The following is the closing post in our two-parter about the work by nationally known urban planner Toni Griffin that led to the launch of the Memphis comprehensive plan, Memphis 3.0.   You can read the first post here.

Ms. Griffin was hired to write a report about the importance of a planning framework for Memphis and that laid out the data, the philosophy, and the priorities for a comprehensive plan if it were undertaken.

In her report, Ms. Griffin offered deep insights and personal observations about Memphis that framed up its future and set out the benchmarks for a potential plan.  Her report was divided into chapters, and when their headings are merged into a paragraph, it summed up the state of the city:

Memphis is a “segregated city” in a diverse region…
which has segregated geographies of prosperity and segregated geographies of economic opportunity
in a region with no culture of transit…
and an economic culture of modest wages and low skill jobs…
for which Memphis neighborhoods bear the greatest burden…
and yet, the city is still rich in urban assets unique to the region…
and while there are many civic partners, the civic infrastructure for change is fragmented and uneven…
so without a shared vision, will the various economic growth agendas improve Memphis and its residents and…
without a shared vision, are our investments achieving the results we want and…
without a shared vision can we adequately confront the fiscal iceberg for the near and long term and…
without a shared vision, are current planning efforts consistent or conflicting…|
Memphis must confront its challenges in a more integrated way, while leveraging its assets. 

The Challenges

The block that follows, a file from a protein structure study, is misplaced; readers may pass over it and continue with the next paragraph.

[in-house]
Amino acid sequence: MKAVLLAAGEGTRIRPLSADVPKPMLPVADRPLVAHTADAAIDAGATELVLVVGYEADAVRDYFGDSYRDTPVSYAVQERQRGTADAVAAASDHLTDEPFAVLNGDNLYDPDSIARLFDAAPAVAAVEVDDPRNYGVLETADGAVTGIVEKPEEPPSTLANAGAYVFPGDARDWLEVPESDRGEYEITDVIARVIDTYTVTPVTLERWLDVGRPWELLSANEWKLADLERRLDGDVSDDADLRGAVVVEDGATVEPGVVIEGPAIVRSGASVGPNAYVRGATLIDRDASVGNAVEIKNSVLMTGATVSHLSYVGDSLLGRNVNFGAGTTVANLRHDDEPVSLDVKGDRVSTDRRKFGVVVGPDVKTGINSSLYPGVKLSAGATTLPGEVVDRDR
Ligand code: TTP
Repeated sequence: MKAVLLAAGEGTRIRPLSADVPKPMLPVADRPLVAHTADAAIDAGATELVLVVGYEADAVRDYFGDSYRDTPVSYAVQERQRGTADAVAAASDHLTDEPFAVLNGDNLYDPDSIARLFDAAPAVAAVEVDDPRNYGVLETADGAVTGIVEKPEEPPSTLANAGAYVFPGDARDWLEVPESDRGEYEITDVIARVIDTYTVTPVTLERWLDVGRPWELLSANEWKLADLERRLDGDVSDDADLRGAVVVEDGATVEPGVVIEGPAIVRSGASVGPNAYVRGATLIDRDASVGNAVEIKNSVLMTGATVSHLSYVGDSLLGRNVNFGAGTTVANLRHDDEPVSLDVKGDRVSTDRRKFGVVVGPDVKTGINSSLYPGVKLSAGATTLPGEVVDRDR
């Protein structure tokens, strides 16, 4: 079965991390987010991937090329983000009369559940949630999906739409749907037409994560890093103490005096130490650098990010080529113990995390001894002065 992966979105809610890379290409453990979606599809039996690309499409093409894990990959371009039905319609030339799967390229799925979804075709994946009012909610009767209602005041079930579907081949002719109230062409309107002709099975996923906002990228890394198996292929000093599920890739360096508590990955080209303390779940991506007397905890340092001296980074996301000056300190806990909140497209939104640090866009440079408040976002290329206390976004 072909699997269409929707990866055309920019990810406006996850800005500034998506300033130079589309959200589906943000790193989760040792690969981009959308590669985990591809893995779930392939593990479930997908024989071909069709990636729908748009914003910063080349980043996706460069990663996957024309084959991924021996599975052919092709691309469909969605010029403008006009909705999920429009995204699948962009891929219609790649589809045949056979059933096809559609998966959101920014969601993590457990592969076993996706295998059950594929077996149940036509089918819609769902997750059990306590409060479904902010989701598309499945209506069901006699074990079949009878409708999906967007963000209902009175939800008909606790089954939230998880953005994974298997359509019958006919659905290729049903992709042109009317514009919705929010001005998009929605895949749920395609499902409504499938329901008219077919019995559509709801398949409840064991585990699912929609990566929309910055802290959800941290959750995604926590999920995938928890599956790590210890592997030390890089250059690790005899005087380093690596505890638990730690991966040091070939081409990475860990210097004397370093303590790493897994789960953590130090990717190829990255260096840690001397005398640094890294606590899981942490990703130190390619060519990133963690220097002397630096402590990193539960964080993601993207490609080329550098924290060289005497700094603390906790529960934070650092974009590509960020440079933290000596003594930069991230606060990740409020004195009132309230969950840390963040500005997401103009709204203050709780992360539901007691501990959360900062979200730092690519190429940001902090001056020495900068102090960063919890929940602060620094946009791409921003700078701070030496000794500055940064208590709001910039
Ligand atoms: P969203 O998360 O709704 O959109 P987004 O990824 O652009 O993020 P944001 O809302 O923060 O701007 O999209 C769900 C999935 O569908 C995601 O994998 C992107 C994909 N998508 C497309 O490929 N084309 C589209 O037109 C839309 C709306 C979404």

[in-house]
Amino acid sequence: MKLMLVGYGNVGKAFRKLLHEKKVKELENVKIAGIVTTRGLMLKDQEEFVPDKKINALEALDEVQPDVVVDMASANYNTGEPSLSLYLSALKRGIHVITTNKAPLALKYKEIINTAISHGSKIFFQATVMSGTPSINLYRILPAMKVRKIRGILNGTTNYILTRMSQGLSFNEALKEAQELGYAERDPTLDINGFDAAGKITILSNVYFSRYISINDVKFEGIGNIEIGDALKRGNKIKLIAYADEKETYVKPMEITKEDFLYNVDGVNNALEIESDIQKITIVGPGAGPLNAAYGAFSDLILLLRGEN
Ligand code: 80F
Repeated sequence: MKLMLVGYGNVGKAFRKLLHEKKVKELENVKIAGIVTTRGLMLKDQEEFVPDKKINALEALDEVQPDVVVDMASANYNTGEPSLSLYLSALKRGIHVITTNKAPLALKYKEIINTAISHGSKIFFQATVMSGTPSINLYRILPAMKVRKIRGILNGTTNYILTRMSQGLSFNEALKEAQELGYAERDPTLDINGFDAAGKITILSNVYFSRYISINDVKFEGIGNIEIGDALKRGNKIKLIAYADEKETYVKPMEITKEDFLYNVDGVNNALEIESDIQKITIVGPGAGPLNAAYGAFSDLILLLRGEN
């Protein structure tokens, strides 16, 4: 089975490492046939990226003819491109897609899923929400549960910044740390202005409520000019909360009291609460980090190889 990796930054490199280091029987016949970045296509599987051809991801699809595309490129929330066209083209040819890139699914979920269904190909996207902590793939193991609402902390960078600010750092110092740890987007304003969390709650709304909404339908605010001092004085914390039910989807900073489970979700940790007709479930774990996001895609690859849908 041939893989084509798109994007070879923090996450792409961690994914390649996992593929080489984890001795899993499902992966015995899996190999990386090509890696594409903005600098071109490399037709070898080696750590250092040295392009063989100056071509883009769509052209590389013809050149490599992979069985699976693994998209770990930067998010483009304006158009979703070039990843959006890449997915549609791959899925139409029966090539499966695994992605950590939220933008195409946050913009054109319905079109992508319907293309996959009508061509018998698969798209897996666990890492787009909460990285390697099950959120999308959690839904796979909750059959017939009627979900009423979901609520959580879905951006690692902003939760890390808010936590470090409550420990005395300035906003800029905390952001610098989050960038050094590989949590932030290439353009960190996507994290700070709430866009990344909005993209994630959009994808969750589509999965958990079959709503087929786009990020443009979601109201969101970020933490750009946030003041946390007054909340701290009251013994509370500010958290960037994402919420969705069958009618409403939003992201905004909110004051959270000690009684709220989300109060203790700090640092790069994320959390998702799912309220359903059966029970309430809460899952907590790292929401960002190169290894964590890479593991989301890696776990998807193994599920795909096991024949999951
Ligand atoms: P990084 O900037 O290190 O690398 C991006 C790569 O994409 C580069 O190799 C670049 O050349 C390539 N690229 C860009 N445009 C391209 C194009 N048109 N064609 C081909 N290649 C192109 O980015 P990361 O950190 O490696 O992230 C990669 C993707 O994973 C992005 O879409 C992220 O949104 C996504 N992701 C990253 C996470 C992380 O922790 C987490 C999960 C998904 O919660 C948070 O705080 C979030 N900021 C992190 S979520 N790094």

In response, she suggested a possible approach to include the Memphis Vision for a Prosperous and Inclusive City; Memphis Action Guide for Inclusive Land Use, Transportation, and City Systems; Memphis Action Guide of Inclusive Growth and Prosperity, and the Memphis Action Guide for Inclusive Neighborhoods and Civic Capacity and Neighborhood Implementation Projects.

Based on her research and conversations with a broad range of Memphians, she identified the following planning challenges:

City Identity and urban growth: Regional agendas to date are not strong enough advocates for the urban that promote smart growth patterns and a culture of regional transit and lack of understanding about the multiple narratives that exist about the city’s image and identity among Memphians.

Vision: Lots of plans and analytics, most with non-controversial, high-level recommendations; unclear how well different initiatives support one another and/or avoid conflicting policies, and a culture of “projects” versus “long-term strategy.”

Equity: Economic and racial segregation allow communities (geographic and issues-based) to experience the region’s inequality on a regular basis; is the Memphis community ready to put resident advancement and the language of equity at the center of a shared vision; there are past and current policies that promote continued regional segregation around race, income, employment, schools, and transit.

In her assessment of “leadership challenges,” she wrote:

Government and other sectors: Most sectors are working in silos rather than in partnerships and there is a sense that all are waiting for someone to “step up to the plate” and lead.

Leadership agendas: Management and agenda-setting of economic development, land use planning, transportation planning, health, and schools at the county level may not always put the needs of Memphis first, and state government agenda not urban/Memphis-friendly.